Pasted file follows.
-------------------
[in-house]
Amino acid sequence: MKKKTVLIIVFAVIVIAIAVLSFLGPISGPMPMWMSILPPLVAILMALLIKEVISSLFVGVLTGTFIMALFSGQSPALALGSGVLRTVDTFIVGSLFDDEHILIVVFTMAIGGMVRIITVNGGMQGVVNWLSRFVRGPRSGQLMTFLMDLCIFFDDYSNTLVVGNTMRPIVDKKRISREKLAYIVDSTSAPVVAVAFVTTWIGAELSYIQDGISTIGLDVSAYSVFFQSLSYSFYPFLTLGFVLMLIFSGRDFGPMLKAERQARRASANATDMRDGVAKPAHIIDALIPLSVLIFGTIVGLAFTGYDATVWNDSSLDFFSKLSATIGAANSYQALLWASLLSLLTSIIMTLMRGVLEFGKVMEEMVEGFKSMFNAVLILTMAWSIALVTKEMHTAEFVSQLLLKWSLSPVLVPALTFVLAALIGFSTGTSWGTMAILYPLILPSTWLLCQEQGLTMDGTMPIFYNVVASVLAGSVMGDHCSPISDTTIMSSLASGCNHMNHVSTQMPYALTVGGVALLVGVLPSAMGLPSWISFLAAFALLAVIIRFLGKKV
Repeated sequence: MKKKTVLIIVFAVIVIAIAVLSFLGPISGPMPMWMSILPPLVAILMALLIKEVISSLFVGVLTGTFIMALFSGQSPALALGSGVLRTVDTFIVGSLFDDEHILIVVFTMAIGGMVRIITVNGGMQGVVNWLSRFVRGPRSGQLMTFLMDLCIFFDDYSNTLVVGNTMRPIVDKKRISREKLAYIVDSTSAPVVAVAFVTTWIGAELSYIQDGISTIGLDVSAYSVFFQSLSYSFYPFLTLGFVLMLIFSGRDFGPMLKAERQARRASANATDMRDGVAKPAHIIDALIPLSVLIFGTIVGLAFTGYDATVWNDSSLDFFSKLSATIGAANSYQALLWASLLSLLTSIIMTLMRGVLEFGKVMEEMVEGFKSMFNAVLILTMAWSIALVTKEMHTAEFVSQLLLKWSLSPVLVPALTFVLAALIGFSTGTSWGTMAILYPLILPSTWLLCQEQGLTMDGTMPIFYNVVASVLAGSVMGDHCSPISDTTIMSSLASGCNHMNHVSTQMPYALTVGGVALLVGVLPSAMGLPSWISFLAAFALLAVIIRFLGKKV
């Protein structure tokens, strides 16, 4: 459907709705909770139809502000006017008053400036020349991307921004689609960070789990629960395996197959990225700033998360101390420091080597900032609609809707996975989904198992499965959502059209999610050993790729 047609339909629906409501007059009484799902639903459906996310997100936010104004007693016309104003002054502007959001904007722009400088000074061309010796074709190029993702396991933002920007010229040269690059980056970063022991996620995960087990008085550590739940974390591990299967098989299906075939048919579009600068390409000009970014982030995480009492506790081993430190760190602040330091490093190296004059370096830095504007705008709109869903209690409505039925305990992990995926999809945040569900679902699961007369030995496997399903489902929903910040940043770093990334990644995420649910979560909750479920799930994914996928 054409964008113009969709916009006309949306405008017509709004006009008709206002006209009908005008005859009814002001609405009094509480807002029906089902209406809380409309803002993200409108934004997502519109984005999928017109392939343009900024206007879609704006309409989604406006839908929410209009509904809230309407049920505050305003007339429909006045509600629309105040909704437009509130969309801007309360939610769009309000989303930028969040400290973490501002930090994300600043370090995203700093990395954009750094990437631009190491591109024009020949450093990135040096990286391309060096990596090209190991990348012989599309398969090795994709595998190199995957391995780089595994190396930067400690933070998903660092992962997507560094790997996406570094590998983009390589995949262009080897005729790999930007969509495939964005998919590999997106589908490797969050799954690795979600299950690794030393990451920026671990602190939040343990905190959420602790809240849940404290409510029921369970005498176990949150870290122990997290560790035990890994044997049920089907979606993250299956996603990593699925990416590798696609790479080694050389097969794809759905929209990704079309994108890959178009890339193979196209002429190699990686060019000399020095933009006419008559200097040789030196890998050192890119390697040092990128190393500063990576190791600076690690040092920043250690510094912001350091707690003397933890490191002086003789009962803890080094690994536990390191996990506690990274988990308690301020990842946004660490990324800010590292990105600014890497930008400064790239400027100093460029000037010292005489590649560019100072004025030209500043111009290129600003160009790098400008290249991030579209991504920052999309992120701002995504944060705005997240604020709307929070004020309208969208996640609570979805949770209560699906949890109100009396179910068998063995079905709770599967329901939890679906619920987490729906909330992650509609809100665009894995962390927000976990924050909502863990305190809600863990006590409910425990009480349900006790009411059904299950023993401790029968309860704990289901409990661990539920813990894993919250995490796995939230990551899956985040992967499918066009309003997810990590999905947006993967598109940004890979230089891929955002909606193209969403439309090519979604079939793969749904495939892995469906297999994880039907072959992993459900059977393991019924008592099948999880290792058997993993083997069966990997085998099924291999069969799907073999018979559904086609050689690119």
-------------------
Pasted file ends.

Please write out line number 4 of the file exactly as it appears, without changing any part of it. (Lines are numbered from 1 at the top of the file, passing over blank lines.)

């Protein structure tokens, strides 16, 4: 459907709705909770139809502000006017008053400036020349991307921004689609960070789990629960395996197959990225700033998360101390420091080597900032609609809707996975989904198992499965959502059209999610050993790729 047609339909629906409501007059009484799902639903459906996310997100936010104004007693016309104003002054502007959001904007722009400088000074061309010796074709190029993702396991933002920007010229040269690059980056970063022991996620995960087990008085550590739940974390591990299967098989299906075939048919579009600068390409000009970014982030995480009492506790081993430190760190602040330091490093190296004059370096830095504007705008709109869903209690409505039925305990992990995926999809945040569900679902699961007369030995496997399903489902929903910040940043770093990334990644995420649910979560909750479920799930994914996928 054409964008113009969709916009006309949306405008017509709004006009008709206002006209009908005008005859009814002001609405009094509480807002029906089902209406809380409309803002993200409108934004997502519109984005999928017109392939343009900024206007879609704006309409989604406006839908929410209009509904809230309407049920505050305003007339429909006045509600629309105040909704437009509130969309801007309360939610769009309000989303930028969040400290973490501002930090994300600043370090995203700093990395954009750094990437631009190491591109024009020949450093990135040096990286391309060096990596090209190991990348012989599309398969090795994709595998190199995957391995780089595994190396930067400690933070998903660092992962997507560094790997996406570094590998983009390589995949262009080897005729790999930007969509495939964005998919590999997106589908490797969050799954690795979600299950690794030393990451920026671990602190939040343990905190959420602790809240849940404290409510029921369970005498176990949150870290122990997290560790035990890994044997049920089907979606993250299956996603990593699925990416590798696609790479080694050389097969794809759905929209990704079309994108890959178009890339193979196209002429190699990686060019000399020095933009006419008559200097040789030196890998050192890119390697040092990128190393500063990576190791600076690690040092920043250690510094912001350091707690003397933890490191002086003789009962803890080094690994536990390191996990506690990274988990308690301020990842946004660490990324800010590292990105600014890497930008400064790239400027100093460029000037010292005489590649560019100072004025030209500043111009290129600003160009790098400008290249991030579209991504920052999309992120701002995504944060705005997240604020709307929070004020309208969208996640609570979805949770209560699906949890109100009396179910068998063995079905709770599967329901939890679906619920987490729906909330992650509609809100665009894995962390927000976990924050909502863990305190809600863990006590409910425990009480349900006790009411059904299950023993401790029968309860704990289901409990661990539920813990894993919250995490796995939230990551899956985040992967499918066009309003997810990590999905947006993967598109940004890979230089891929955002909606193209969403439309090519979604079939793969749904495939892995469906297999994880039907072959992993459900059977393991019924008592099948999880290792058997993993083997069966990997085998099924291999069969799907073999018979559904086609050689690119």